Royal Aircraft Factory F.E.8

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Royal Aircraft Factory F.E.8 in flight.jpg
Role Pusher biplane fighter
Manufacturer Royal Aircraft Factory, Darracq Motor Engineering, Vickers
First flight September 1915
Introduction 2 August 1916
Status retired
Primary user Royal Flying Corps
Number built 295

The Royal Aircraft Factory F.E.8 was a British single-seat fighter of the First World War designed at the Royal Aircraft Factory. It could not escape the drag penalty imposed by its tail structure and was no match for the Albatros fighters of late 1916.

Design and development[edit]

Royal Aircraft Factory F.E.8

The F.E.8 was an early British"scout" aircraft, designed from the outset as a single-seat fighter. In the absence of a synchronization gear to provide a forward firing machine gun for a tractor scout such as the S.E. 2, it was given a pusher layout.

On the whole the new design, produced by a team led by John Kenworthy followed the conventional "Farman" layout, as did the competing Airco DH.2 designed by Geoffrey de Havilland, who had also previously worked at the Royal Aircraft Factory – but it had some novel features.[1]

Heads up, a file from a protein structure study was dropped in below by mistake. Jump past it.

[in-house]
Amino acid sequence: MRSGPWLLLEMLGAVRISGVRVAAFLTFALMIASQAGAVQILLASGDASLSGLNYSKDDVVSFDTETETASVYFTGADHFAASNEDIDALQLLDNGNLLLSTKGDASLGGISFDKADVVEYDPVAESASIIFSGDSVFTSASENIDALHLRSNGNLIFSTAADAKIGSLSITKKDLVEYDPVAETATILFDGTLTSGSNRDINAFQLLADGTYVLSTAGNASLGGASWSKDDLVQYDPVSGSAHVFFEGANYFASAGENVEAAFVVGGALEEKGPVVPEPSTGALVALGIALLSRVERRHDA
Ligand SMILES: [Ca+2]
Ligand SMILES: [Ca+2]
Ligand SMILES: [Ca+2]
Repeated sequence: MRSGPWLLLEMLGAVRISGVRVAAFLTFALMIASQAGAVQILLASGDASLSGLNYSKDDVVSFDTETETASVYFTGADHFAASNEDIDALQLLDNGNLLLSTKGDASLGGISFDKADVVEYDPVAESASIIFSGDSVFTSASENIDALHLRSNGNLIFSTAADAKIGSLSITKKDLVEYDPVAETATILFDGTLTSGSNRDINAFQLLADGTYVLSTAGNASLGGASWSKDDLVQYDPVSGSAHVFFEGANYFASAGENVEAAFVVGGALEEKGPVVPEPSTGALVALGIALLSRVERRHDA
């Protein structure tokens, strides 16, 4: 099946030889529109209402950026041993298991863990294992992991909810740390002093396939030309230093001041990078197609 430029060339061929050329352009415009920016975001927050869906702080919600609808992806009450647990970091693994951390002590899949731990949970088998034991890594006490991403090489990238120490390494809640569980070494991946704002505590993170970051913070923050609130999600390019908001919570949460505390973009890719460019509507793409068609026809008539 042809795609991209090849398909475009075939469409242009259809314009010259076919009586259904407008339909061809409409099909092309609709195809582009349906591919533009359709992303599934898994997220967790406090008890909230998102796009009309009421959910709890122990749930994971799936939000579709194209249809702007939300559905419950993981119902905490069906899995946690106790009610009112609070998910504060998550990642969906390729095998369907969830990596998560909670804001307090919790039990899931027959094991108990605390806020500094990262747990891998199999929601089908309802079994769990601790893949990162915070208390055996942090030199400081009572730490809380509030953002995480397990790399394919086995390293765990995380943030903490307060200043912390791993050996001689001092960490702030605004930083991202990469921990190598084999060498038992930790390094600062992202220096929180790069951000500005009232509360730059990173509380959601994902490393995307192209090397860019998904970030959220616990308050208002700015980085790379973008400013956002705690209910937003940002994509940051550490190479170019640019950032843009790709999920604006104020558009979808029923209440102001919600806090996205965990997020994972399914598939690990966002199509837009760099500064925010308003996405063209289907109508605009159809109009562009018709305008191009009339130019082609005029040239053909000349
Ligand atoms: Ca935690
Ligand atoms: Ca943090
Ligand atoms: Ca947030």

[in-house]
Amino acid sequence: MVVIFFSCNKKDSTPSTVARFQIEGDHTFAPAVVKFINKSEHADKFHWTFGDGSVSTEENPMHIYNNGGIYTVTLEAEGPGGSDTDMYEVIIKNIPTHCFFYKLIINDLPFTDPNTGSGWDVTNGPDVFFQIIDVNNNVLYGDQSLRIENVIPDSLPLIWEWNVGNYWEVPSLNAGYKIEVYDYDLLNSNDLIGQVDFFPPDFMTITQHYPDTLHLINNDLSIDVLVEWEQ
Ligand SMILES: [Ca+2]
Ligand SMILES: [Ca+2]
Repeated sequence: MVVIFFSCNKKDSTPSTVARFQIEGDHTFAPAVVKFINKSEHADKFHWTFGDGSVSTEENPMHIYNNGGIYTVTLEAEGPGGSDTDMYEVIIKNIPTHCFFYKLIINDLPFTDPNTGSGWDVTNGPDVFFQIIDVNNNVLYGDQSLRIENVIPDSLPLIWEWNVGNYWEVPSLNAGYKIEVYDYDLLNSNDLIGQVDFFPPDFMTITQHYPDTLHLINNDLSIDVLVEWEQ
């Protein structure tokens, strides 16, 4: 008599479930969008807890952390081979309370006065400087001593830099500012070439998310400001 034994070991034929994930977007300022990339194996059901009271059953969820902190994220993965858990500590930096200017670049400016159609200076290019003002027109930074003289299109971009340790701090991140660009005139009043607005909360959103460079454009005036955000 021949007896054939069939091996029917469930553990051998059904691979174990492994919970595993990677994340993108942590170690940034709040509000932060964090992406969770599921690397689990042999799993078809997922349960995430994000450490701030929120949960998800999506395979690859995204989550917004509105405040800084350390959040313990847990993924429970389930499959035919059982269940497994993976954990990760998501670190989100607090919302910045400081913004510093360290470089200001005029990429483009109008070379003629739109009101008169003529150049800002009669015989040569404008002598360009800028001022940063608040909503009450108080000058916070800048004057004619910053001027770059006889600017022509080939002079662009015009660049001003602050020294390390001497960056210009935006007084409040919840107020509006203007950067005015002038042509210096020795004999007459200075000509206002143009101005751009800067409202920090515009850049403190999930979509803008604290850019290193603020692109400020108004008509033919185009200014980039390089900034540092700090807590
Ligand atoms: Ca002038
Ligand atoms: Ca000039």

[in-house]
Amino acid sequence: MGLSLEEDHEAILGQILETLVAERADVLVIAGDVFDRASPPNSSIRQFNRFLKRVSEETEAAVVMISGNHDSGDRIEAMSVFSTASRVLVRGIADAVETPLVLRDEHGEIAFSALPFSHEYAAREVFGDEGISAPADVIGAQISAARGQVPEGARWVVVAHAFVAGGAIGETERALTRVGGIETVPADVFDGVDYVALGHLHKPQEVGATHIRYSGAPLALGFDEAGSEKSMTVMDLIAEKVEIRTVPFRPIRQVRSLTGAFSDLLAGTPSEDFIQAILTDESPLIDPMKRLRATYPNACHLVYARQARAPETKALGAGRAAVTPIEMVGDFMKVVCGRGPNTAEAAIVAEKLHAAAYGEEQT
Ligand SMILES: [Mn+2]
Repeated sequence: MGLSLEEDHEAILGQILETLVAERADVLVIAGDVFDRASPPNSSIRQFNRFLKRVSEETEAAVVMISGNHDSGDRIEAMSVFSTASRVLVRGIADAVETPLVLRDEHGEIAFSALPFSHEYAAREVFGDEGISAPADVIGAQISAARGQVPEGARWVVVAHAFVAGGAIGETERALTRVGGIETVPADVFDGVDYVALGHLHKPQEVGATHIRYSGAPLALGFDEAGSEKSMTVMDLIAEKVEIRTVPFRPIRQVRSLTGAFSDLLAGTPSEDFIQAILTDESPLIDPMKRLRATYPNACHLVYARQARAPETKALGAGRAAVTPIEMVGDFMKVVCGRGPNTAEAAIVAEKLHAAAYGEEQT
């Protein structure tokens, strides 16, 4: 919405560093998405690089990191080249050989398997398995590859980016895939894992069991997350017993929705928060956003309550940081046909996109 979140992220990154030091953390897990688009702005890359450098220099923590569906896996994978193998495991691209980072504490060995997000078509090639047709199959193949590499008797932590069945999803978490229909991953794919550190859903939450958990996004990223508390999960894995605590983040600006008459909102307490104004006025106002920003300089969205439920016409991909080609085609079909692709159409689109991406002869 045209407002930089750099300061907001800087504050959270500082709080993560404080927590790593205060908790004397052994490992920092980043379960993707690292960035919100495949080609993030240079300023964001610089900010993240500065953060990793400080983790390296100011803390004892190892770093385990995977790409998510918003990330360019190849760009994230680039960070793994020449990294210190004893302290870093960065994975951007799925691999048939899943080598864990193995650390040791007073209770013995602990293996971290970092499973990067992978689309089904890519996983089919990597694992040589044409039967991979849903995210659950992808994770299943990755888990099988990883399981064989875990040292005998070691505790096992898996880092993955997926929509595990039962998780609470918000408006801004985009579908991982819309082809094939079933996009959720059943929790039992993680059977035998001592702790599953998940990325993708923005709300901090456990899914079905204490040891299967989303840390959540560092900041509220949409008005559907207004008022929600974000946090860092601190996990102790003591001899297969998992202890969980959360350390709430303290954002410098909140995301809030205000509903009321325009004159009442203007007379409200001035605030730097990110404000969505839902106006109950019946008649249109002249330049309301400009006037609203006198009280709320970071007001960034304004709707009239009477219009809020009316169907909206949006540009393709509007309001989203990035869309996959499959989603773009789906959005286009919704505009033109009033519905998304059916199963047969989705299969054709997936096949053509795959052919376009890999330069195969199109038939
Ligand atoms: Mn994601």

The nacelle was an all-metal structure – being framed in steel tube and covered with duralumin. The prototypes were fitted with large streamlined spinners on the propeller hub, although these were soon removed, and the production F.E.8s were built without them. The wings had a narrow chord, giving them a high aspect ratio. They featured dihedral outboard of the wide centre section, and the ailerons were of unusually long span – occupying the entire wing trailing edge outboard of the tail booms. The booms themselves were attached to the main spar of the tailplane, rather than the rudder post, giving them taper in side elevation rather than in plan, as was done with the DH.2. This allowed the fitting of a variable incidence tailplane, although this was not adjustable in flight, but only on the ground. A single 100 hp (75 kW) Gnome 9 "Type B2" Monosoupape rotary engine driving a four-bladed propeller powered the aircraft,[2] with the capability of taking the lower-powered Le Rhône 9C 80 hp (60 kW) nine-cylinder rotary.